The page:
So…you have 4 walls that are largely insulated from the weather----and as the wall gets lower the insulation increases. Someone mentioned “several feet”; although in Midwestern cities like Dayton, Ohio the frost line is probably less than 3 feet—probably 30" or so. In most places the frost line----the point where the earth will be a constant 55°----is probably less than 36".

On top of these 4 below grade walls is a conditioned space. In other words, the “roof” of the basement------your first floor------is heated and cooled. (Contrast that with the “roof” of your top floor-----your attic-----which is in direct solar load.)

In short, you’re giving up little heat to the outdoors in the winter, and accepting very little heat (from infiltration) in the summer.

I was once told by a park ranger that the temp in a cave is pretty much equal to the average of the surface temp for a year, not sure how true or applicable that is.

But that leads to another question. Suppose I finish the basement, I would be blocking off the ductwork. That would not be a problem in obsolute energy efficiency, but might lead to a problem in planning.

Because I’m thinking if the temp is already mid to high 60s on the coldest day of the year, I might not need much if any heating at all, especially once the walls are insulated. But if this will change once the ductwork is sealed off, that might not be the case.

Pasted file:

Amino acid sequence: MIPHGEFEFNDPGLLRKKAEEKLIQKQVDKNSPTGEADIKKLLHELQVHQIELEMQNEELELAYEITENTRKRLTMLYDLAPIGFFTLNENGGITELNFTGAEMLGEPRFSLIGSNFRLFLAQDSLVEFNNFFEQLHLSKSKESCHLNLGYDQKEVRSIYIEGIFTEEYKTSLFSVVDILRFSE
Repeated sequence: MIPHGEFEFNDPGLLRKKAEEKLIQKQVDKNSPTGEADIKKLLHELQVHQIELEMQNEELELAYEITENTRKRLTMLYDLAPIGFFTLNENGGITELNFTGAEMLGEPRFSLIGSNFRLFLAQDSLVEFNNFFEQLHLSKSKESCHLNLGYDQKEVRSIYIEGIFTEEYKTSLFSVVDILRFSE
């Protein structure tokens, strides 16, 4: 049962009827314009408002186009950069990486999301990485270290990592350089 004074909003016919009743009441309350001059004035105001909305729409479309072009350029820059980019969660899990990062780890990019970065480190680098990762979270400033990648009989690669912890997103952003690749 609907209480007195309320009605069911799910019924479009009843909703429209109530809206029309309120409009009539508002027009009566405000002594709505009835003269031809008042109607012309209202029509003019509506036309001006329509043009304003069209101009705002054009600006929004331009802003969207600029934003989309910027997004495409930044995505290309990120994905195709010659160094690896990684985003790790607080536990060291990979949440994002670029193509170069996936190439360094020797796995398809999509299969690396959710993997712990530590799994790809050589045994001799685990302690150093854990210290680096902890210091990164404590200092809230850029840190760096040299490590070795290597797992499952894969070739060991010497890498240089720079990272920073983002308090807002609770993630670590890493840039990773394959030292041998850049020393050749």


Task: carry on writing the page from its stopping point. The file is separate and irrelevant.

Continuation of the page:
The core of the question is: how do you figure out what you’ll need after you change things around?

[The floor of the basement is about 5.5 feet underground, and there are 12 inch concrete block exterior walls.]

If you did nothing, right now would you say the basement is more usable in winter or summer?

Why would duct work be sealed off?

Hard to say. My wife thinks it’s less pleasant in summer than in winter, but she is very sensitive to heat, and she doesn’t spend much time down there anyway. My kids spend a lot more time in the basement and they seemed to disagree with her. I’ve never measured the temperature until this winter so I don’t have a summer reading.

Because when you finish a basement you generally box it in - you don’t leave exposed ductwork in a finished basement.

I live in a garden (AKA basement) flat and it is always warmer than one would think.

In the Summer if we have a hot spell it takes about two days to cool down and in the Winter if we get a cold snap, it again, takes about two days to really feel the cold.

I often have to open the windows in my flat in the dead of Winter 'cause the apartment gets so hot

You get plenty of cold air down there in summer if you run the A/C a fair amount. If you do, there is no doubt about it: Insulate the basement. You don’t need the cool earth to help the basement stay cool, since the cold air from upstairs will keep it plenty chilled it settles in the basement.

Insulating it makes it warmer in winter… But it doesn’t negatively affect it in summer.

There has to be a ground effect…

The last house I owned, in the early part of the summer it would be nice and cool down there, even when sweltering outside. Toward August though, it would be warm/hot down there.

Nov…cold outside, nice and toasty warm in the basement.

Feb…DAMN it’s cold down here!

{I live in MN - fyi}